Asylum-seekers coming to America through our southern border should apply for their entrance in Mexico. That is a logical and reasonable policy that the Trump administration enacted, but that the Biden administration has been on a mission to end.
Yesterday, the Supreme Court gave the ‘Remain in Mexico’ policy the green light to continue, ending the partisan back-and-forth for now.
The federal government can and should use this tool to stop our asylum system from being abused and overwhelmed with cases, especially as we face the potential for thousands of new asylum cases from people fleeing the Taliban in Afghanistan.
The Biden administration petitioned the Supreme Court to allow it to cancel the Remain in Mexico program (formally known as Migrant Protection Protocols) while it appealed a lower court’s recent decision forcing the government to reinstate the program.
In a 9-3 decision, the Supreme Court refused to block the lower court ruling.
Only the three most liberal justices (Elena Kagan, Sonia Sotomayer, and Stephen Breyer) sided with the Biden administration.
The Wall Street Journal reported that the justices said the government was unlikely to prevail in their case because the administration “failed to show a likelihood of success on the claim that the memorandum rescinding the Migrant Protection Protocols was not arbitrary and capricious.”
The next steps are for the case to be heard by an appeals court and it could make its way back to the Supreme Court.
What does the decision mean in practical terms?
In effect, this decision means that Remain in Mexico should be restarted and can continue indefinitely unless the Biden administration attempts to end the program again.
This is a win for the rule of law but also for migrants truly being persecuted in their homelands. According to the U.S. Citizenship and Immigration Services, people coming to the United States can seek protection from persecution or fear of persecution due to their race, nationality, religion, political opinion, or membership in a particular social group.
At the southern border, there are many migrants attempting to claim asylum, but for the most part, their claims don’t pass muster. Nearly three out of four (73.7 percent) asylum cases were denied last fiscal year.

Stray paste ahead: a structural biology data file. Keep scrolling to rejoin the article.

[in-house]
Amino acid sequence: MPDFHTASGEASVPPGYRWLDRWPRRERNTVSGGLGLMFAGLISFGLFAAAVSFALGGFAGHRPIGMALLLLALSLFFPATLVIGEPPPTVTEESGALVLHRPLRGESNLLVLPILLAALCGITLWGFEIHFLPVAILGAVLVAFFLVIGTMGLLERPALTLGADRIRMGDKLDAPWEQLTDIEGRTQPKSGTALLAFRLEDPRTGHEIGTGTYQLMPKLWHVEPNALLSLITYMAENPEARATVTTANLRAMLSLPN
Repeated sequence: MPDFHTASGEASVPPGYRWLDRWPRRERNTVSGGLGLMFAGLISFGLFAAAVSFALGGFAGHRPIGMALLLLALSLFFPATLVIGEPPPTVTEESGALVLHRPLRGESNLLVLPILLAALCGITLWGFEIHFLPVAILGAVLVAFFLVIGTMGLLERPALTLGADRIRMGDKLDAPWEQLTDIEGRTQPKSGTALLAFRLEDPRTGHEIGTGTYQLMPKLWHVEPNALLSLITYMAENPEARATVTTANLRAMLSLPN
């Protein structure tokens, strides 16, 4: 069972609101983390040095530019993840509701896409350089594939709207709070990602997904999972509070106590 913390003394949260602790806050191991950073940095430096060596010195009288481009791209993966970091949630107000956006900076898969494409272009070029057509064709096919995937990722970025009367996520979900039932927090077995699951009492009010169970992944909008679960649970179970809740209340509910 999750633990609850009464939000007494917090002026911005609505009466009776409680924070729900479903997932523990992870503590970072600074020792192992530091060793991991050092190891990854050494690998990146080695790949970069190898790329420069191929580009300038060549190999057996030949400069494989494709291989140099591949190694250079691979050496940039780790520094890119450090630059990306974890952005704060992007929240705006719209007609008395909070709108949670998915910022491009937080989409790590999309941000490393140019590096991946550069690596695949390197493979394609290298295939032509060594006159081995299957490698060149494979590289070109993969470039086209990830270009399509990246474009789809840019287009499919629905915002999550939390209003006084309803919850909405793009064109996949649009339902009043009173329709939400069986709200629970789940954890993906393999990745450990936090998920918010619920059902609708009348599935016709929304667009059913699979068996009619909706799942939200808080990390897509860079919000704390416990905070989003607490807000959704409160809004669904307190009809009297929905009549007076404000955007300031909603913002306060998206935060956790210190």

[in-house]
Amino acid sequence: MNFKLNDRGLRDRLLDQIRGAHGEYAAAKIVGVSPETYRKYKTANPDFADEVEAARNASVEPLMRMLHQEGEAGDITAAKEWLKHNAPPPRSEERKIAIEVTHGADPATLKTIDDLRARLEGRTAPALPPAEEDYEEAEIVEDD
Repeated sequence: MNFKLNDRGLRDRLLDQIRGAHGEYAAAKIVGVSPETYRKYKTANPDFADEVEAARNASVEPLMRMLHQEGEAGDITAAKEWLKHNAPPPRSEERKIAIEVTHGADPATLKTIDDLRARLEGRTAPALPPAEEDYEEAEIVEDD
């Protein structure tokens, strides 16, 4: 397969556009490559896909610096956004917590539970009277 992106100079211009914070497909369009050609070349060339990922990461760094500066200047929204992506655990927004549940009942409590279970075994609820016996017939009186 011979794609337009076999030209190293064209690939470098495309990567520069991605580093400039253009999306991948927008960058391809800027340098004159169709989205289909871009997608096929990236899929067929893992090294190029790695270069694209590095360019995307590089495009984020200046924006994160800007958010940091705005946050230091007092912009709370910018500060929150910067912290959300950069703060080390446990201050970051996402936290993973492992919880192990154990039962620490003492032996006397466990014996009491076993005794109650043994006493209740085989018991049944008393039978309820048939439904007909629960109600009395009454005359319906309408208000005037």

There may not be immediate impacts from this ruling, because the Biden administration’s legal case to kill off the Remain in Mexico policy is still working through the appellate process.
Also, apart from President Biden’s actions, both the Biden and Trump administrations have not used the protocol. Once the pandemic began in 2020, the government began using the Title 42 measure to turn back migrants at the border on health concerns. If Title 42 was ended—as the Biden administration considered doing this summer but backtracked because of the Delta variant—the Remain in Mexico policy would be in place.
The fight for a secured southern border and upholding the rule of law continues. It’s unfortunate that President Biden seems more committed to supporting illegal immigration by ending policies meant to slow migrant surges than securing the border and pushing for reforms. With over 200,000 apprehensions last month, the highest in two decades, we are on track for at least a million by year’s end.
The cartels and smugglers know that our policies have changed and our position on illegal immigration is weakened. They are more than willing to exploit these changes for their financial benefit. Meanwhile, migrants who may want more opportunity and a better future—all understandable motivations—are coached to claim asylum to gain entrance into the U.S.
Now, with tens of thousands of Afghan refugees due to the Biden administration’s bungled troop withdrawal, there may be many new asylum cases that join our already backlogged immigration system. There are reportedly 1.4 million pending cases in these courts.
We have a public health, public safety, and humanitarian crisis at the southern border. The Remain in Mexico policy was a tool in our immigration toolbox to address it. At some point, the Title 42 health measures will end. It’s important that we have a policy in place to ensure that we don’t see more surges of migrants. If the Biden administration won’t ensure those measures are in place, hopefully, our federal courts will.
Executive action is no replacement for Congress to fix immigration though. Until they decide to pass immigration reforms, executive orders on the southern border will continue to be served and returned like tennis balls from one administration to another.